Continue reading and download the data at NaturalEarthData.com . . .

The MODIS 500-m map of global land cover and urban extent (UW-Madison)

Friday, February 26th, 2010

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[Editor’s note: With over half of humanity now living in an urban environment, this exciting new remote sensing dataset can help planners better estimate global urban sprawl. I hope to use this as a foundation to refine  Natural Earth’s urban polygons and mash them up against GeoNames.org features. Thanks Annemarrie!]

Republished from UW-Madison.
Center for Sustainability and the Global Environment, University of Wisconsin-Madison

The MODIS 500-m global map of urban extent was produced by Annemarie Schneider at the University of Wisconsin-Madison, in partnership with Mark Friedl at Boston University and the MODIS Land Group. The goal of this project was generate a current, consistent, and seamless circa 2001-2002 map of urban, built-up and settled areas for the Earth’s land surface. This work builds on previous mapping efforts using Moderate Resolution Imaging Spectroradiometer (MODIS) data at 1-km spatial resolution (Schneider et al., 2003; 2005), which was included as part of the MODIS Collection 4 (C4) Global Land Cover Product (Friedl et al., 2002). Here we addressed weaknesses in the first map as well as several limitations of contemporary global urban maps by developing a methodology that relies solely on newly released Collection 5 (C5) MODIS 500-m resolution data. Specifically, a supervised decision tree classification algorithm was used to map urban areas using region-specific parameters (see Schneider et al., 2009; 2010 for full details on methodology).

The intended audience for the MODIS 500-m map of urban extent is primarily the academic research community working at regional to global scales on questions related to the geophysical environment; please keep this in mind as you put the data to use.

More about the data »
Download the data »
Note: Email registration required

b. Land cover classes

In the global land cover map, the classes are defined according to the International Geosphere-Biosphere Programme (IGBP) 17-class scheme shown in Table 1.

No.

Class name

Description

1

Evergreen Needleleaf Forest

Lands dominated by woody vegetation with a percent cover > 60% and height exceeding 2 meters.  Almost all trees remain green all year. Canopy is never without green foliage.

2

Evergreen Broadleaf Forest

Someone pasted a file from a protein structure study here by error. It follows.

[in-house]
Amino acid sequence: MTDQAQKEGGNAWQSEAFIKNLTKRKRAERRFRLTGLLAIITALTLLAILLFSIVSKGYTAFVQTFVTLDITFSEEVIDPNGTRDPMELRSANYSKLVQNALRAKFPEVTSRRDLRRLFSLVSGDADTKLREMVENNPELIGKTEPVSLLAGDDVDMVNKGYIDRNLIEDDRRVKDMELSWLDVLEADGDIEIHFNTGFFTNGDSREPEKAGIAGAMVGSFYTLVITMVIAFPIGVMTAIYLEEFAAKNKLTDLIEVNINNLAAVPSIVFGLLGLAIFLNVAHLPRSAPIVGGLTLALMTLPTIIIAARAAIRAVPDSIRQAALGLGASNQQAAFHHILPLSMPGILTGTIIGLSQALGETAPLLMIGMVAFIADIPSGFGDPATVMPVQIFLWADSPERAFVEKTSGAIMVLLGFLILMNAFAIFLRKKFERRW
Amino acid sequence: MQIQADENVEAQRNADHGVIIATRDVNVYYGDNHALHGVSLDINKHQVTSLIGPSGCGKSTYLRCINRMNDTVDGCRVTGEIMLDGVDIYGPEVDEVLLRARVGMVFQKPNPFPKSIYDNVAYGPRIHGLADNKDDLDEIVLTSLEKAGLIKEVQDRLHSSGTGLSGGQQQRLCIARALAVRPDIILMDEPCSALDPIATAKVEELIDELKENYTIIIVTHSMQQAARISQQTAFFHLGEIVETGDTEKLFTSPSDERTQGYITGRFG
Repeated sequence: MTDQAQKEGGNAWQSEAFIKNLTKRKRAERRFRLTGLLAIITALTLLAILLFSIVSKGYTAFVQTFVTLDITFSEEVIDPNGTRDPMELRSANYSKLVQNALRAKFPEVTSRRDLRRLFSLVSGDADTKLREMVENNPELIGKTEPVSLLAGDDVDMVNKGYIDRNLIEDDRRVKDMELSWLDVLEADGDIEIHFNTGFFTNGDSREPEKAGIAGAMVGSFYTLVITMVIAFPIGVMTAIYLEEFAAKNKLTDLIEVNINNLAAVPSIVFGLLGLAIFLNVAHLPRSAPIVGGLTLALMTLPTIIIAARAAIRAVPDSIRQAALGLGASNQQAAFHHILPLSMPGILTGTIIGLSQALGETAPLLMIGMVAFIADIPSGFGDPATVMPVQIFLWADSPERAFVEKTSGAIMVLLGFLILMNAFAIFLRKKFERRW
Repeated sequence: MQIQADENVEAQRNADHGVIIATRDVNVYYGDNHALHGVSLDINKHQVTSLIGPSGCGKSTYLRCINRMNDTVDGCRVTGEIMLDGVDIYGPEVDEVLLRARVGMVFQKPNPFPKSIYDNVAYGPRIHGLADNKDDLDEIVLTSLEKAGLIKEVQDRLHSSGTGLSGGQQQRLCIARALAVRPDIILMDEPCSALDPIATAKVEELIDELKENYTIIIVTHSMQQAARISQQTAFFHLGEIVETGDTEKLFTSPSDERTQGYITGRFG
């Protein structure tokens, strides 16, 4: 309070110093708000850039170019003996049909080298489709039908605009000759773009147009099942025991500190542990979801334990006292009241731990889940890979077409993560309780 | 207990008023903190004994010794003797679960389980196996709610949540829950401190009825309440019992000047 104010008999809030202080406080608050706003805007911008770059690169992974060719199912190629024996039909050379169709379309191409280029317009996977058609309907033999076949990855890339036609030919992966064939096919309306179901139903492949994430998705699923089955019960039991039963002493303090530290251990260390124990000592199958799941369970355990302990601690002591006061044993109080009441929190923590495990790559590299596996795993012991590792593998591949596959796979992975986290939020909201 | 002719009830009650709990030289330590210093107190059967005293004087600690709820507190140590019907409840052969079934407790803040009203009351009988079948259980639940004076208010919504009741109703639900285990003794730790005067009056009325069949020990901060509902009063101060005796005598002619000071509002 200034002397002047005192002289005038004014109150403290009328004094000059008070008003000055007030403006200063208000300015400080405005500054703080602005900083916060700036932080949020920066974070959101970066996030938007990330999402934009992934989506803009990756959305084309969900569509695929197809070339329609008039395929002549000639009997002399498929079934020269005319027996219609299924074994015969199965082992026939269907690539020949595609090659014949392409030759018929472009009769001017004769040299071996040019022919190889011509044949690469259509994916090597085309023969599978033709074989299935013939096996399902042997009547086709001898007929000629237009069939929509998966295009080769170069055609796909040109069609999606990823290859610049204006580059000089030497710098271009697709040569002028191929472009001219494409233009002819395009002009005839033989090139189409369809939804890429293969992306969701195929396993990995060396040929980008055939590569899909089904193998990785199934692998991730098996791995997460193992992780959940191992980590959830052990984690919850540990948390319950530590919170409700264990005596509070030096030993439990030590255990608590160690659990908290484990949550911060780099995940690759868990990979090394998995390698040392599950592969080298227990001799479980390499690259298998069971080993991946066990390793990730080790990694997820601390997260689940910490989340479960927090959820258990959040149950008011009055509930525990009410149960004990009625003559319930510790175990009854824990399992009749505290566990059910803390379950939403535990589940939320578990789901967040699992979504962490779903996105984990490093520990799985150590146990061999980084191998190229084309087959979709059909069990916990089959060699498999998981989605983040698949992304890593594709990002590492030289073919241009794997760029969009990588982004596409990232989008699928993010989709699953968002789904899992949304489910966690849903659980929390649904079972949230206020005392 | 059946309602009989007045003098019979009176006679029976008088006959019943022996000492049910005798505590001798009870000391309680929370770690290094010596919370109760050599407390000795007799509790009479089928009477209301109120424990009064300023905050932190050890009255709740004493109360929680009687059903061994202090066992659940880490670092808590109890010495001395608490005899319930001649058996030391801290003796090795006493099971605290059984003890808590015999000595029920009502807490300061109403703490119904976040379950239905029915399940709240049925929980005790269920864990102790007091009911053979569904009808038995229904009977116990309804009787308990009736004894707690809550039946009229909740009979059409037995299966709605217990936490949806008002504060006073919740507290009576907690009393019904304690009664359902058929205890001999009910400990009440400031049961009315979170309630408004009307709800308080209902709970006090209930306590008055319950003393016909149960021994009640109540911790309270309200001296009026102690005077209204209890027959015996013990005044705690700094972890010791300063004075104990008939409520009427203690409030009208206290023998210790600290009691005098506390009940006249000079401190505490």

Lands dominated by woody vegetation with a percent cover > 60% and height exceeding 2 meters.  Almost all trees remain green year round. Canopy is never without green foliage.

3

Deciduous Needleleaf Forest

Lands dominated by woody vegetation with a percent cover > 60% and height exceeding 2 meters. Trees shed their leaves during the dry season; e.g. Siberian Larix.

4

Deciduous Broadleaf Forest

Lands dominated by woody vegetation with a percent cover > 60% and height exceeding 2 meters. Consists of broadleaf trees with an annual cycle of leaf-on and leaf-off periods.

5

Mixed Forests

Lands dominated by woody vegetation with a percent cover > 60% and height exceeding 2 meters. Consists of mixtures of either broadleaf or needleleaf trees and in which neither component exceeds 60% of landscape.

6

Closed Shrublands

Lands with woody vegetation with a height less than 2 meters. The total percent cover, including the herbaceous understory, exceeds 60%. The shrub foliage can be either evergreen or deciduous.

7

Open Shrublands

Lands with woody vegetation with a height less than 2 meters, and sparse herbaceous understory. Total percent cover is less than 60%. The shrub foliage can be either evergreen or deciduous.

8

Woody Savannas

Lands with and herbaceous understory, typically graminoids, and with tree and shrub cover between 30-60%. The tree and shrub cover height exceeds 2 meters.

9

Savannas

Lands with an herbaceous understory, typically graminoids, and with tree and shrub cover between 10-30%. The tree and shrub cover height exceeds 2 meters.

10

Grasslands

Lands with herbaceous types of cover, typically graminoids. Tree and shrub cover is less than 10%.

11

Permanent Wetlands

Lands with a permanent mosaic of water and herbaceous or woody vegetation. The vegetation can be present in either salt, brackish, or fresh water. Only wetlands covering extensive areas (i.e., more than 500 km2) will be mapped (e.g., Sud, Okavanga, Everglades).

12

Croplands

Lands where crops comprise > 60% of the total land cover.

13

Urban Areas

See (a) above.

14

Cropland – Natural Vegetation Mosaic

Lands with mosaics of crops and other land cover types in which no component comprises more than 60% of the landscape.

15

Snow and Ice

Lands under snow/ice cover for most of the year.

16

Barren or Sparsely Vegetated

Lands with exposed soil, sand or rocks and has less than 10% vegetated cover during any time of the year.

17

Water Bodies

Oceans, seas, lakes, reservoirs, and rivers. Can be either fresh or salt water bodies.  Coded as 0 in the MODIS-based maps.

A tutorial for creating good layer packages (ESRI)

Wednesday, February 24th, 2010

[Editor's note: The 9.3.1 release of ArcGIS adds the ability to embed GIS data in layer packages for easy sharing. This blog post from ESRI steps thru how to create and leverage layer packages. Natural Earth will soon be available as a layer package!]

Republished from ESRI ArcExplorer blog.

With the release of ArcGIS Desktop 9.3.1 the ability to create layer packages was introduced. Layer packages encapsulate the data, cartography, and other properties of the layer as it’s authored in ArcMap (or ArcGlobe) into one easily shareable package.